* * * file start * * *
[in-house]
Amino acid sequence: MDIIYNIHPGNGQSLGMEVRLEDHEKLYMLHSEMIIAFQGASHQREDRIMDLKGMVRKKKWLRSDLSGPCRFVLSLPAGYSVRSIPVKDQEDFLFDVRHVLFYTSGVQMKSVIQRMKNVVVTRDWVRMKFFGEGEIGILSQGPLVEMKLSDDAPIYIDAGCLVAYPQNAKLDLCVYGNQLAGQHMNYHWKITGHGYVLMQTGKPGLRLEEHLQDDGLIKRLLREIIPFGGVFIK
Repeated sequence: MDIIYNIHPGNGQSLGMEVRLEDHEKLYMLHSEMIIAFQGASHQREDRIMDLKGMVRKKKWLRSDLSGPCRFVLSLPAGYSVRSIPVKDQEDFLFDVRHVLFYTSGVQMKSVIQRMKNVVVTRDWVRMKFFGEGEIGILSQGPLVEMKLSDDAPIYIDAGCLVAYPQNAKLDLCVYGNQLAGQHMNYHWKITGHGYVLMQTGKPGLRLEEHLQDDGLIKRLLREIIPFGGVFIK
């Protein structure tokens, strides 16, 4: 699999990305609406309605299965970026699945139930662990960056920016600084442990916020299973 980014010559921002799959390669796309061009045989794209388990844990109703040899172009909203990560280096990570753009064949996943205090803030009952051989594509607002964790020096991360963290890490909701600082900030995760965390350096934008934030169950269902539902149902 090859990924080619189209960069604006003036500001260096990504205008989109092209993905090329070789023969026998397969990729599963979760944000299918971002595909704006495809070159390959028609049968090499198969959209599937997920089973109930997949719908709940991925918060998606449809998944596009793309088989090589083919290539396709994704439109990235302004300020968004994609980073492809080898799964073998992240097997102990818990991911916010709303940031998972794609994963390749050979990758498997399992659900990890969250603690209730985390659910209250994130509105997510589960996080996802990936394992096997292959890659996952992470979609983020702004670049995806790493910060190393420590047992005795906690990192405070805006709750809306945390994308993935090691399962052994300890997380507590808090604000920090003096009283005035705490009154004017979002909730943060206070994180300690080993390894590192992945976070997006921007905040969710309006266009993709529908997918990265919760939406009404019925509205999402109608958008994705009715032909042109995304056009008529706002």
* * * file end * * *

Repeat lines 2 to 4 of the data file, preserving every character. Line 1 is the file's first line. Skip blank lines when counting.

Amino acid sequence: MDIIYNIHPGNGQSLGMEVRLEDHEKLYMLHSEMIIAFQGASHQREDRIMDLKGMVRKKKWLRSDLSGPCRFVLSLPAGYSVRSIPVKDQEDFLFDVRHVLFYTSGVQMKSVIQRMKNVVVTRDWVRMKFFGEGEIGILSQGPLVEMKLSDDAPIYIDAGCLVAYPQNAKLDLCVYGNQLAGQHMNYHWKITGHGYVLMQTGKPGLRLEEHLQDDGLIKRLLREIIPFGGVFIK
Repeated sequence: MDIIYNIHPGNGQSLGMEVRLEDHEKLYMLHSEMIIAFQGASHQREDRIMDLKGMVRKKKWLRSDLSGPCRFVLSLPAGYSVRSIPVKDQEDFLFDVRHVLFYTSGVQMKSVIQRMKNVVVTRDWVRMKFFGEGEIGILSQGPLVEMKLSDDAPIYIDAGCLVAYPQNAKLDLCVYGNQLAGQHMNYHWKITGHGYVLMQTGKPGLRLEEHLQDDGLIKRLLREIIPFGGVFIK
């Protein structure tokens, strides 16, 4: 699999990305609406309605299965970026699945139930662990960056920016600084442990916020299973 980014010559921002799959390669796309061009045989794209388990844990109703040899172009909203990560280096990570753009064949996943205090803030009952051989594509607002964790020096991360963290890490909701600082900030995760965390350096934008934030169950269902539902149902 090859990924080619189209960069604006003036500001260096990504205008989109092209993905090329070789023969026998397969990729599963979760944000299918971002595909704006495809070159390959028609049968090499198969959209599937997920089973109930997949719908709940991925918060998606449809998944596009793309088989090589083919290539396709994704439109990235302004300020968004994609980073492809080898799964073998992240097997102990818990991911916010709303940031998972794609994963390749050979990758498997399992659900990890969250603690209730985390659910209250994130509105997510589960996080996802990936394992096997292959890659996952992470979609983020702004670049995806790493910060190393420590047992005795906690990192405070805006709750809306945390994308993935090691399962052994300890997380507590808090604000920090003096009283005035705490009154004017979002909730943060206070994180300690080993390894590192992945976070997006921007905040969710309006266009993709529908997918990265919760939406009404019925509205999402109608958008994705009715032909042109995304056009008529706002």